Blended Scotch created by mixing the distillations (Scotches) from multiple single malt producers. By selecting particular single malts, the blender can achieve the exact flavor combination desired, with more balance and complexity.
Examples include honey and floral flavors from Highland Scotches, fruity flavors from Speyside, vanilla flavors from Lowland Scotches and peaty flavors from Islay. Dewar’s blends can contain up to 40 different single malts and grain whiskys (a whisky that contains some grains other than malted barley, such as corn, rye or wheat) to attain the perfection the blender seeks.
If you don’t know a drinker’s preference and select a single malt, it may not be the profile the recipient prefers. With a fine blended Scotch, the balance and harmony are generally enjoyed by anyone.
The proper glass† to “nose” Scotch is a sherry copita, also called a single malt whisky glass. It resembles a tulip, and can be used for any fine whisky. The lip turns outward to catch the aromas of the whisky.
Why is it there so often a gap between our preferences and our pocketbook?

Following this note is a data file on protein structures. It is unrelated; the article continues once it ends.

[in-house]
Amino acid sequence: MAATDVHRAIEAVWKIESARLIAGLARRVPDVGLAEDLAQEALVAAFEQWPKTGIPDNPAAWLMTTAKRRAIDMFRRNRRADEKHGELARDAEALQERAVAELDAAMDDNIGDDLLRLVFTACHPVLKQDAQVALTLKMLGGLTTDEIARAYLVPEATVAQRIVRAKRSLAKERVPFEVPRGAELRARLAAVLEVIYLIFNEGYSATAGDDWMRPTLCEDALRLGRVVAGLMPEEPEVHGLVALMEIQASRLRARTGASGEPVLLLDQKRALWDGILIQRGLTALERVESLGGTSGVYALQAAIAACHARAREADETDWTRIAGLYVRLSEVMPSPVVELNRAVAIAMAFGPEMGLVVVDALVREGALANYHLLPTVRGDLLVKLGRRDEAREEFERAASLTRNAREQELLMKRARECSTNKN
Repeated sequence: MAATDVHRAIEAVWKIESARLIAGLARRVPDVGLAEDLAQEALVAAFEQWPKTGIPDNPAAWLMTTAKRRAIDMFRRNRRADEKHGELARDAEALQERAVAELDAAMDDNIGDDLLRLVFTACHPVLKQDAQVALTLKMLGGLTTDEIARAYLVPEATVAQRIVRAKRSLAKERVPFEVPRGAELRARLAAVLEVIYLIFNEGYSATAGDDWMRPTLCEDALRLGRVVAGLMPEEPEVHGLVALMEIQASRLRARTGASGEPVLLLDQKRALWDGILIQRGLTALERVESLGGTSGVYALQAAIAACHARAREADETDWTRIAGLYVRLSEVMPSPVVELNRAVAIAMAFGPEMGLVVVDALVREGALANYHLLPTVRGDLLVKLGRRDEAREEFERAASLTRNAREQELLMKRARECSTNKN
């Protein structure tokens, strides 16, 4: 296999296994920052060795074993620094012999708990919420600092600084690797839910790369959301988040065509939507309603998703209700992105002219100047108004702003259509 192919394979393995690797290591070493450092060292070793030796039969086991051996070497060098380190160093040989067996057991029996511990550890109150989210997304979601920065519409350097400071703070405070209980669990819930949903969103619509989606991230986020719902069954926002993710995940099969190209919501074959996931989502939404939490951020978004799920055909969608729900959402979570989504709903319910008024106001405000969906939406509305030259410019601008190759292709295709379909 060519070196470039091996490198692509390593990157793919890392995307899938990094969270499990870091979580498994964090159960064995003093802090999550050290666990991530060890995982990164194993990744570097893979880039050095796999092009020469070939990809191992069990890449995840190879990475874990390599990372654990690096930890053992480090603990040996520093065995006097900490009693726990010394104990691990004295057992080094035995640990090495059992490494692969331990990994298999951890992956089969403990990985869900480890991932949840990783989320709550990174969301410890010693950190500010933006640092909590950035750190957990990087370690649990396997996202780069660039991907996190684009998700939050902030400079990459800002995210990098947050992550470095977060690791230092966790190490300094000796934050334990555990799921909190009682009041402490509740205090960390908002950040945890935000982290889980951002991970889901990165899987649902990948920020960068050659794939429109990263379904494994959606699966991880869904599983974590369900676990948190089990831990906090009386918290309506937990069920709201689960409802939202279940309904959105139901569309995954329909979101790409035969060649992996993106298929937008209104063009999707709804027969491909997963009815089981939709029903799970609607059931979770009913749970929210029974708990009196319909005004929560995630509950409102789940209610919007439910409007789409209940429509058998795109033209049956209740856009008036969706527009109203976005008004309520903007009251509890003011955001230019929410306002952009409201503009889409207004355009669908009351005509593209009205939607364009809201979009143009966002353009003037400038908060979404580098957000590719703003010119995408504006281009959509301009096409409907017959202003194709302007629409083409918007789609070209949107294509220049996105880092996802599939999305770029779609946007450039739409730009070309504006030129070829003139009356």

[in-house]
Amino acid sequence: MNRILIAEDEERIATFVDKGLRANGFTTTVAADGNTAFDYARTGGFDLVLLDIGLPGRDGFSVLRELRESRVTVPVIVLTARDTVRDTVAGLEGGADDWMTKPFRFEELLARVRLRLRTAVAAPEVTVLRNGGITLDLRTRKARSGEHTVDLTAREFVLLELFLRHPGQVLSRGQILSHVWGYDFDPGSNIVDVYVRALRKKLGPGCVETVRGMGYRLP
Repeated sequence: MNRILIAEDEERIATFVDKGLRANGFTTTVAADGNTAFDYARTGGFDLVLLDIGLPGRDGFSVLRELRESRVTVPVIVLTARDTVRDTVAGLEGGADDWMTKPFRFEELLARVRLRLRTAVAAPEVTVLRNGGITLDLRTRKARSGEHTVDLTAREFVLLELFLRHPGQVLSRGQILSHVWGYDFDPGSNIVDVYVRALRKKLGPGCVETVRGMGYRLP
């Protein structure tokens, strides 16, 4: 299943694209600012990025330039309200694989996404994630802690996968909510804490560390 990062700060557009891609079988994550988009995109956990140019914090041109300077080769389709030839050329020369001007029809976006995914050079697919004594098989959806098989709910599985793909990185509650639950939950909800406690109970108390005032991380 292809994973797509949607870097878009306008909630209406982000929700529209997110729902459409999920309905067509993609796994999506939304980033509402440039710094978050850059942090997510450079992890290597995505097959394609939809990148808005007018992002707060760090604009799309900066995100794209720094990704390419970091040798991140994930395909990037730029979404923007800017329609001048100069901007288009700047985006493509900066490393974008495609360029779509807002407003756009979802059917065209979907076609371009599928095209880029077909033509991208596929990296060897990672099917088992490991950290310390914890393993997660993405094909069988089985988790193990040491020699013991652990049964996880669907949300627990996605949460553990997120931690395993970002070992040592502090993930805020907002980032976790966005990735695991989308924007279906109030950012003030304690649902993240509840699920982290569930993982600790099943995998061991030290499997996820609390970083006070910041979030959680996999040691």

While all of the Dewar’s expressions are very fine, we fell in love with the masterpiece of the portfolio, Dewar‘s Signature (upwards of $200). The nose burst with aromas of luscious Seville orange and a touch of peat. On the palate, orange and chocolate notes were accented with honey, vanilla, toffee and caramel overtones. It was dessert in a glass, and a real treat.
For everyday, we’re going back to the very affordable Dewar’s 12 Years—which, by the way, is also made in a kosher expression: Dewar’s 12 Year Old Special Reserve.
†Professionals and connoisseurs use different shaped glasses to fully enhance the flavors and aromas of fine wines and spirits. It really does make a difference!
THE DIFFERENCE BETWEEN “WHISKY” & “WHISKEY”
In Ireland and the United States, the word “whiskey” is spelled with an “e.” The British, Scots and Canadians spell it “whisky.” To be perfectly correct, you’d use “whiskey” when referring to an Irish or American product; and “whisky” when referring to the others. But most people in the U.S. use the spellings interchangeably.
Etymologists don’t know why the variations exist. The best explanation is that the Irish had whiskey first, and when the Scots started to make it, they left out the “e” to point out the difference between their spirit and Irish whiskey.
We’ll drink to that!
By the way, April 6th is Tartan Day in Scotland. It commemorates the Scottish Declaration of Independence, upon which the American Declaration of Independence was modeled.
Raise a glass of Scotch, toast and enjoy!
BEYOND SCOTCH: THE DIFFERENT TYPES OF WHISKEY
How many types of whiskey are there?
This article explains it all.